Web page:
Today more than ever, companies are looking for leaders. Not the kind to fill management or leadership vacancies. They’re looking for employees, whether or not they have people under their direction, to step up and demonstrate a greater ability to contribute. They’re looking for people to lead in terms of what they bring to the table each and every day.
In a different time, one might have argued that this stemmed from a short-term focus on corporate profits, from a desire to extend corporate profitability at the expense of the employee. Today, however, the increased expectations flow from an intensely competitive marketplace. If you feel the pressure of your boss’s hand at your back, it’s likely being placed there by your customers.
And so what’s an employee-cum-leader to do?
Answer: Give people one hand to shake, and one throat to squeeze.
First, make it easy and efficient for people, both customers and colleagues, to work with you. Particularly given the inter-dependencies at work these days, no one has the patience for being delayed or frustrated. That’s the “one hand to shake”.
Second, be a leader and take full responsibility for the work you need to get done. Commit fully to getting it done exceptionally well, and similarly, commit to fixing it immediately and completely when it’s broken. That’s the “one throat to squeeze”.
Consider the following:
Both my electric company and my cable company make it relatively easy to do business with them, which when things go well, means it’s easy to pay my bill (“one hand to shake”). Now should I lose power at my home, with one phone call, I can found out from the electric company what went wrong and when service should be restored (“one throat to squeeze”). But if I lose cable service, the cable company can tell me only what went wrong; they can’t tell me when service should be back. Isn’t that kind of important for the customer to know? Don’t they have cell phones in the field? Aren’t they a communications company? Why is it impossible to get a simple answer? Personally, that’s too many throats to squeeze.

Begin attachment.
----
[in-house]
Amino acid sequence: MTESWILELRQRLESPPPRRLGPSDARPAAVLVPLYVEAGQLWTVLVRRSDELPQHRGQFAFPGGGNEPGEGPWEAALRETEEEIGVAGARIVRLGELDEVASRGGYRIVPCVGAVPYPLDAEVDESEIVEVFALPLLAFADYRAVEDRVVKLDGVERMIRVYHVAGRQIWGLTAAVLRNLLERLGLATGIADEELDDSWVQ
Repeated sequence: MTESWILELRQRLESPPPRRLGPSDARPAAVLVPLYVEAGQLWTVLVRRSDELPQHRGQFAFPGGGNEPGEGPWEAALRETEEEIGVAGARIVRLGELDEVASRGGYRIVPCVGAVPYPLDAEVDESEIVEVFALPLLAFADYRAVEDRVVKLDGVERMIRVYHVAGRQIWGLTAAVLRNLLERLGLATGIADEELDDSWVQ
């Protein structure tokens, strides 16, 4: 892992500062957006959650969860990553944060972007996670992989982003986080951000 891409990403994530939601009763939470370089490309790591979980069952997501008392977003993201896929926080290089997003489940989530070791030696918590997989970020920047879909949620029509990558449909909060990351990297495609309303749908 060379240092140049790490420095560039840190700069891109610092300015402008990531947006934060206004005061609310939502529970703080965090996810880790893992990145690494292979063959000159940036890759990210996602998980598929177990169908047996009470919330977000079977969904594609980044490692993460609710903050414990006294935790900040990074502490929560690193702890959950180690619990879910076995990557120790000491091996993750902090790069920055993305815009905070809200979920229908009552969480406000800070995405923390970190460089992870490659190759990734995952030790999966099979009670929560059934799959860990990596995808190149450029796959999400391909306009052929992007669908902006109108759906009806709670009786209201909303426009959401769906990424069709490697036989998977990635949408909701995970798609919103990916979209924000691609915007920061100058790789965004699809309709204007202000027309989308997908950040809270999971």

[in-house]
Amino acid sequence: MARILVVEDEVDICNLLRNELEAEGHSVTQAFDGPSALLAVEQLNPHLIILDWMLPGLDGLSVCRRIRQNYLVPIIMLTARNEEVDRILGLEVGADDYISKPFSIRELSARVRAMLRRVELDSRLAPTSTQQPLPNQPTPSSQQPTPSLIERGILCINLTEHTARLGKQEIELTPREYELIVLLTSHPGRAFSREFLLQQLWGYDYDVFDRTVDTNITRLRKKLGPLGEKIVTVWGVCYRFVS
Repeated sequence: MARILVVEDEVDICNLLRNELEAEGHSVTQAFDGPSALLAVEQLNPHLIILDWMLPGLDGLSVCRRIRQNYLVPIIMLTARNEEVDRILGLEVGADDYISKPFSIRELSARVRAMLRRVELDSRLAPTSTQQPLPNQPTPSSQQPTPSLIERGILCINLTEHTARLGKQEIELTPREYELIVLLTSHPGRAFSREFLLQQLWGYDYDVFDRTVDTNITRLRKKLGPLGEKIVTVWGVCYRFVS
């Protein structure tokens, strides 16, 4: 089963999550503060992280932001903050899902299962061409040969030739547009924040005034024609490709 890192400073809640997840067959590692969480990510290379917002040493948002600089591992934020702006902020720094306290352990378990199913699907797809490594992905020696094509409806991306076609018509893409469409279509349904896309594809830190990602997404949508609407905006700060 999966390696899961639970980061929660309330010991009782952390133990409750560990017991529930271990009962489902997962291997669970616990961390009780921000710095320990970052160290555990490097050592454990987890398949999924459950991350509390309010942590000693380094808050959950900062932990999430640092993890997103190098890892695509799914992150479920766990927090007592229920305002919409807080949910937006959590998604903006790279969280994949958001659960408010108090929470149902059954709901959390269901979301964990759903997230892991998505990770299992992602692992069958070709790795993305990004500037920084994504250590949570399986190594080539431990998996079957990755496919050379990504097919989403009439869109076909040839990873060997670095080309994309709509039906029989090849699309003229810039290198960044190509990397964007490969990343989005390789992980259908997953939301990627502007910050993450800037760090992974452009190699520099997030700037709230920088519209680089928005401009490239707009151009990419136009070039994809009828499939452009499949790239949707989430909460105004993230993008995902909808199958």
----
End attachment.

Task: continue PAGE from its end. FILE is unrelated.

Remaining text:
If your company is still in business, at this point it’s likely made most, if not all, of the requisite structural changes in response to the economic decline. If it’s like most companies, payroll has been trimmed, and there are few expectations of ratcheting up hiring plans anytime soon. Employees are expected to deliver exceptionally well to customers, both internal and external. And are expected to do so for some time to come.
No one needs the runaround, and no one has the patience for “not my job” or “I only work here.” Bottom-line, if your people can’t give your customers one hand to shake and one throat to squeeze, you’d better forget it. Because sooner or later, your customers will.
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